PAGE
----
Microsoft, on the other hand, "cannot complain of the harm that will befall it when properly forced to desist from its infringing activities." Triad, 64 F.3d at 1338; see also Cadence Design, 125 F.2d at 830 (holding district court erred in denying preliminary injunction based on "devastating" effect injunction would have on infringer's business). Moreover, the hardship to Microsoft is minimized given the nature of the limited injunction Sun now seeks. Sun only seeks an injunction prohibiting Microsoft from distributing incompatible versions of Microsoft's products which copy Sun's JDK computer program. Microsoft would remain free to distribute IE 4.0, SDKJ 2.0 and 3.0, Visual J++ 6.0 and Windows 98 by either (1) modifying the products so they pass the JCK 1.1a test suite for compatibility or (2) removing all JAVATM Technology from the products.
Microsoft cannot avail itself of the benefits of the TLDA while shirking its obligations. It cannot copy Sun's JDK computer program, and then distribute incompatible products which do not pass Sun's JCK 1.1a test suite. Having willfully exceeded the scope of its license from Sun, Microsoft is now infringing Sun's copyrights. Sun is entitled to stop that infringement now, before the harm becomes irreparable. The Court should grant Sun's motion, and promptly enjoin Microsoft from any further infringement of Sun's copyrights, unless and until Microsoft's products pass Sun's compatibility test suite and comply with all other compatibility and certification requirements provided for in the TLDA.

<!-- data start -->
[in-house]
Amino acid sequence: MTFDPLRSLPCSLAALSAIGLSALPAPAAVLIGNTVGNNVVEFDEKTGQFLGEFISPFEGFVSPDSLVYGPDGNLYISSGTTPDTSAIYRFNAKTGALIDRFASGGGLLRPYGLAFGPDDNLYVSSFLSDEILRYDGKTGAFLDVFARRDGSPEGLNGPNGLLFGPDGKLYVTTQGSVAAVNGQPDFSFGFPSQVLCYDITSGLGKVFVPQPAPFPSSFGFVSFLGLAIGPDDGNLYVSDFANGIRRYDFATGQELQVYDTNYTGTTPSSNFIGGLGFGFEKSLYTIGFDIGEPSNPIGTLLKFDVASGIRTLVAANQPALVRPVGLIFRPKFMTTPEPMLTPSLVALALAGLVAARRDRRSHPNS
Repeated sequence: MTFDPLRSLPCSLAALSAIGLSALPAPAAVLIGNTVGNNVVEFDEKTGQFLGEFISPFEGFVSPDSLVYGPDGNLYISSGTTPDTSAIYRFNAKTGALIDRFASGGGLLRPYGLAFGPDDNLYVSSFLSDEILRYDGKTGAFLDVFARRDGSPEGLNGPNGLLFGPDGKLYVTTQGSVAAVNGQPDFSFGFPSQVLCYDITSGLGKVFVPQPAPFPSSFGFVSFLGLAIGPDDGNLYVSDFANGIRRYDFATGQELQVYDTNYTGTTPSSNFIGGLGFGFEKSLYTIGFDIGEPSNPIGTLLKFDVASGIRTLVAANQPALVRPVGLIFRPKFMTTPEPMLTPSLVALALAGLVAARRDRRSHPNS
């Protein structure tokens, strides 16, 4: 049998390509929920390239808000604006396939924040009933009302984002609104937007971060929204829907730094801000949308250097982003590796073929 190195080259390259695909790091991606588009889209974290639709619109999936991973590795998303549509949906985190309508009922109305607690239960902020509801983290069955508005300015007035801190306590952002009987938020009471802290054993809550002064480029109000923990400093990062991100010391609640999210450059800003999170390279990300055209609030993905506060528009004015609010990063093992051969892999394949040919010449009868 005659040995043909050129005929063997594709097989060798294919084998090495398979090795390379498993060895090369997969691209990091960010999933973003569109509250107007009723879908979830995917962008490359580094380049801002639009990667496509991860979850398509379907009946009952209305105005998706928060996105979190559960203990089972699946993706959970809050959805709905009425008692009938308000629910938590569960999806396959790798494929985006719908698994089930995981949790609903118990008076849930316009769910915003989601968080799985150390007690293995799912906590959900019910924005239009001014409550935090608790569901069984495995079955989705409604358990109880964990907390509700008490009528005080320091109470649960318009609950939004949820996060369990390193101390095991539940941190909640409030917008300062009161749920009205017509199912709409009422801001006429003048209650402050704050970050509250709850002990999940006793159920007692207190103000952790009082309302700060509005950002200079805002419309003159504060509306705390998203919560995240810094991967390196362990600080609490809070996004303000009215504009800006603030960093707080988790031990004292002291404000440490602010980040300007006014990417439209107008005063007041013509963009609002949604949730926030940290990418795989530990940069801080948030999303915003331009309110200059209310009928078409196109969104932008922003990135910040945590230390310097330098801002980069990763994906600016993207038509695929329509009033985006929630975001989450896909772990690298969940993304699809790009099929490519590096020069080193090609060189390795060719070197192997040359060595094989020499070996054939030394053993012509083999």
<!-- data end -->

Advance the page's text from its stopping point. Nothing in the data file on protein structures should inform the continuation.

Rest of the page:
Dated: May 12, 1998
COOLEY GODWARD LLP
Lloyd R. Day, Jr.
Attorneys for Plaintiff
SUN MICROSYSTEMS, INC.
*As used on this web site, the terms "Java virtual machine" or "JVM" mean a virtual machine for the Java platform.